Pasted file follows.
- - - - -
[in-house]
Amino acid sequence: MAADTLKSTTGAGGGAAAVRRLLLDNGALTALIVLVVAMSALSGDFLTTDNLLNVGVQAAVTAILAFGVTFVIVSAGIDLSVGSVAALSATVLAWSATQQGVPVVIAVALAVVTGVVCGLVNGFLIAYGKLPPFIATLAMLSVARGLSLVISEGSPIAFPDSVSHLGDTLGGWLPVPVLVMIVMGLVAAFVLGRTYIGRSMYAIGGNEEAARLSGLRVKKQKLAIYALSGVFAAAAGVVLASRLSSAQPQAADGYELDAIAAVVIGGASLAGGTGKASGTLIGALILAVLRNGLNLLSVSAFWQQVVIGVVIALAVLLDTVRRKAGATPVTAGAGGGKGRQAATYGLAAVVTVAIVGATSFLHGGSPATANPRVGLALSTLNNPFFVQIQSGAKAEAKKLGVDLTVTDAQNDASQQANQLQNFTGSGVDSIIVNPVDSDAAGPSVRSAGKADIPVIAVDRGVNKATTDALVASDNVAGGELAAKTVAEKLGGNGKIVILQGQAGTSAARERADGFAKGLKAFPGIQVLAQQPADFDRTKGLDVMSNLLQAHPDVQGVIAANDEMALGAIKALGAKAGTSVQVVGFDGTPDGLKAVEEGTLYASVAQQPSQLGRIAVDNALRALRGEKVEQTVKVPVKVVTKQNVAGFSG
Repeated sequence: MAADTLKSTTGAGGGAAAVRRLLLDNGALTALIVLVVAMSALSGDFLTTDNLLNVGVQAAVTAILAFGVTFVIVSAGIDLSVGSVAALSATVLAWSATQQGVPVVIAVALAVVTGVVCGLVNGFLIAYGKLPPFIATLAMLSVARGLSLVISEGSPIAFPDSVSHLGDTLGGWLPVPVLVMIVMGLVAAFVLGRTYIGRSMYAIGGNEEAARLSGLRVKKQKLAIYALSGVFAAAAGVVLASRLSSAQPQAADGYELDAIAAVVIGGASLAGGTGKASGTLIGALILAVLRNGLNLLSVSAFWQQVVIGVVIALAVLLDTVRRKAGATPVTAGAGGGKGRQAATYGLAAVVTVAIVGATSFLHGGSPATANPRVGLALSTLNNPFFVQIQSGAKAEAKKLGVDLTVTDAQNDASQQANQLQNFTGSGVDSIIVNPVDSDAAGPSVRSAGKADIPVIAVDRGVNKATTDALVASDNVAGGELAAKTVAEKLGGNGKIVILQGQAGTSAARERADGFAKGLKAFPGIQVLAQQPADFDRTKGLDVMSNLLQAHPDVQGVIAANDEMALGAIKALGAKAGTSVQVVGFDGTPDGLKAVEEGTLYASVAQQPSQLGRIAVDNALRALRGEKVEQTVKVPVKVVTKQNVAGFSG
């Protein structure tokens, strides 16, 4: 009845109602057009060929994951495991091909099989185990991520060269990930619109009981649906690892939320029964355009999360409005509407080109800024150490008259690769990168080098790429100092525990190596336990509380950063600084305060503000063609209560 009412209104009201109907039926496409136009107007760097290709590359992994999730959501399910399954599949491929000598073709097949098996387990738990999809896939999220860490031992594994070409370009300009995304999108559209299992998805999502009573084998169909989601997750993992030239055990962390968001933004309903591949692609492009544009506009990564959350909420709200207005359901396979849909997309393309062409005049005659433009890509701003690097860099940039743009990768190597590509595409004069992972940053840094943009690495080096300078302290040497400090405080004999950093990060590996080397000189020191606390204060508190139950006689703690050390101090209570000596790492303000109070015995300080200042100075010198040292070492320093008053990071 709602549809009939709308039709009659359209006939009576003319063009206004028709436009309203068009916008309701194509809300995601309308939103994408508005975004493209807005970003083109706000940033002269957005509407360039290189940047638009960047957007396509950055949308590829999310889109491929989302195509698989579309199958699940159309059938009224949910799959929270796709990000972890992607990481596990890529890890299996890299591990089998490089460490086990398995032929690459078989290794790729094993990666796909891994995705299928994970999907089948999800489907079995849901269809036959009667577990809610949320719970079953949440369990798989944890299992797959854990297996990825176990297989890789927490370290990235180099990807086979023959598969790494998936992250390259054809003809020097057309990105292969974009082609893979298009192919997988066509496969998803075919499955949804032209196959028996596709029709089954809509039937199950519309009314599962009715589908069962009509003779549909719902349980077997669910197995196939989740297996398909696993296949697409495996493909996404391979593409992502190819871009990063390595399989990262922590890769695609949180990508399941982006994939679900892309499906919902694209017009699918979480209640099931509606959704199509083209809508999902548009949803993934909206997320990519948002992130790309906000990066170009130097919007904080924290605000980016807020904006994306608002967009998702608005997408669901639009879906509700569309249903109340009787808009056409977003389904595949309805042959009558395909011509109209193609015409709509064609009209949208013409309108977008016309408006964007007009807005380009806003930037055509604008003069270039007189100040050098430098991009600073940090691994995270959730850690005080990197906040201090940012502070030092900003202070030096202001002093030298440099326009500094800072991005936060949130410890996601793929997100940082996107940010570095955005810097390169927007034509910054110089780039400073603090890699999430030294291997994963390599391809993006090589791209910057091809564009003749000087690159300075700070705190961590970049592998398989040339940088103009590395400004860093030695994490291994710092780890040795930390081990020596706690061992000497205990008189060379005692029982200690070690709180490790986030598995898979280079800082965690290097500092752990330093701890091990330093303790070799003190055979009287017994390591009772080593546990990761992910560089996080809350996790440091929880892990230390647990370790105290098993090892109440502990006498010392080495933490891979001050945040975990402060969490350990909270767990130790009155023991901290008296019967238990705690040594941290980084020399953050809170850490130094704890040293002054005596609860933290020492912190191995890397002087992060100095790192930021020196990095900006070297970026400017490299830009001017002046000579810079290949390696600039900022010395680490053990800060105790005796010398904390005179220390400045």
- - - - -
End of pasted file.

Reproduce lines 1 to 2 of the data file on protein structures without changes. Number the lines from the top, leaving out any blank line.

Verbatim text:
[in-house]
Amino acid sequence: MAADTLKSTTGAGGGAAAVRRLLLDNGALTALIVLVVAMSALSGDFLTTDNLLNVGVQAAVTAILAFGVTFVIVSAGIDLSVGSVAALSATVLAWSATQQGVPVVIAVALAVVTGVVCGLVNGFLIAYGKLPPFIATLAMLSVARGLSLVISEGSPIAFPDSVSHLGDTLGGWLPVPVLVMIVMGLVAAFVLGRTYIGRSMYAIGGNEEAARLSGLRVKKQKLAIYALSGVFAAAAGVVLASRLSSAQPQAADGYELDAIAAVVIGGASLAGGTGKASGTLIGALILAVLRNGLNLLSVSAFWQQVVIGVVIALAVLLDTVRRKAGATPVTAGAGGGKGRQAATYGLAAVVTVAIVGATSFLHGGSPATANPRVGLALSTLNNPFFVQIQSGAKAEAKKLGVDLTVTDAQNDASQQANQLQNFTGSGVDSIIVNPVDSDAAGPSVRSAGKADIPVIAVDRGVNKATTDALVASDNVAGGELAAKTVAEKLGGNGKIVILQGQAGTSAARERADGFAKGLKAFPGIQVLAQQPADFDRTKGLDVMSNLLQAHPDVQGVIAANDEMALGAIKALGAKAGTSVQVVGFDGTPDGLKAVEEGTLYASVAQQPSQLGRIAVDNALRALRGEKVEQTVKVPVKVVTKQNVAGFSG